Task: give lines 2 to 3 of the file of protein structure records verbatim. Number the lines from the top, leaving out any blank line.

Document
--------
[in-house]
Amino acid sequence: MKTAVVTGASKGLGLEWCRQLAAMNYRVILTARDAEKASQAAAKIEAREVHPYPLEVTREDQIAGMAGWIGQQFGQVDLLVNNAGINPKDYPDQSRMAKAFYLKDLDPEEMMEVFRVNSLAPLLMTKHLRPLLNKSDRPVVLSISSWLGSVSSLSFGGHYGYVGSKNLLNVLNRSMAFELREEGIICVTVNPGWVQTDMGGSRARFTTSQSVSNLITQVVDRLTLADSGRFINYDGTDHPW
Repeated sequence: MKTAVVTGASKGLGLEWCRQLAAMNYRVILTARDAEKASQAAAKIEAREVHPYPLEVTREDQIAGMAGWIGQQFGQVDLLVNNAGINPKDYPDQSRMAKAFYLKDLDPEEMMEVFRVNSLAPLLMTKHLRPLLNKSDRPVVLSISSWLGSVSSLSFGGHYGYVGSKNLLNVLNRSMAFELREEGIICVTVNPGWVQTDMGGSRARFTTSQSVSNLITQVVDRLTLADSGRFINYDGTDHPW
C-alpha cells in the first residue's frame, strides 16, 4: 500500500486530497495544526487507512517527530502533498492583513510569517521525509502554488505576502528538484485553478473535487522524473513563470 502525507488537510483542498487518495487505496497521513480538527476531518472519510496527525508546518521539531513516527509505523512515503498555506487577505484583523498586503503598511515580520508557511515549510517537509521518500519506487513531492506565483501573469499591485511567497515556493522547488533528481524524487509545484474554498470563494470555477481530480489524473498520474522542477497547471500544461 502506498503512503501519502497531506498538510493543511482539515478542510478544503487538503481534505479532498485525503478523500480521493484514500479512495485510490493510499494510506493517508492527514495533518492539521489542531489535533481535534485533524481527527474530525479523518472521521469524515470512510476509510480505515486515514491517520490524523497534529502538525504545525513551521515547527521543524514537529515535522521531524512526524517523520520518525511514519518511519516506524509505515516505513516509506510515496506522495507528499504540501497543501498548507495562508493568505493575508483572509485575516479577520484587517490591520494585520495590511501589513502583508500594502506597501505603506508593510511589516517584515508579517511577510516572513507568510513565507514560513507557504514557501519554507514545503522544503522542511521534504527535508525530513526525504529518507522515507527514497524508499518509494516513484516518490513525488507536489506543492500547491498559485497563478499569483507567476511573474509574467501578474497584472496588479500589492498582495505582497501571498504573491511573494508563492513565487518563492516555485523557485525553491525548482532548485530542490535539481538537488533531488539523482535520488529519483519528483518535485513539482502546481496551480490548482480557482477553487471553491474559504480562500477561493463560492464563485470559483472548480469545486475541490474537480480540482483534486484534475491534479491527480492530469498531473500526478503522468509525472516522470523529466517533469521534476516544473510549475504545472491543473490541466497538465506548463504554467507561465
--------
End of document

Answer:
Amino acid sequence: MKTAVVTGASKGLGLEWCRQLAAMNYRVILTARDAEKASQAAAKIEAREVHPYPLEVTREDQIAGMAGWIGQQFGQVDLLVNNAGINPKDYPDQSRMAKAFYLKDLDPEEMMEVFRVNSLAPLLMTKHLRPLLNKSDRPVVLSISSWLGSVSSLSFGGHYGYVGSKNLLNVLNRSMAFELREEGIICVTVNPGWVQTDMGGSRARFTTSQSVSNLITQVVDRLTLADSGRFINYDGTDHPW
Repeated sequence: MKTAVVTGASKGLGLEWCRQLAAMNYRVILTARDAEKASQAAAKIEAREVHPYPLEVTREDQIAGMAGWIGQQFGQVDLLVNNAGINPKDYPDQSRMAKAFYLKDLDPEEMMEVFRVNSLAPLLMTKHLRPLLNKSDRPVVLSISSWLGSVSSLSFGGHYGYVGSKNLLNVLNRSMAFELREEGIICVTVNPGWVQTDMGGSRARFTTSQSVSNLITQVVDRLTLADSGRFINYDGTDHPW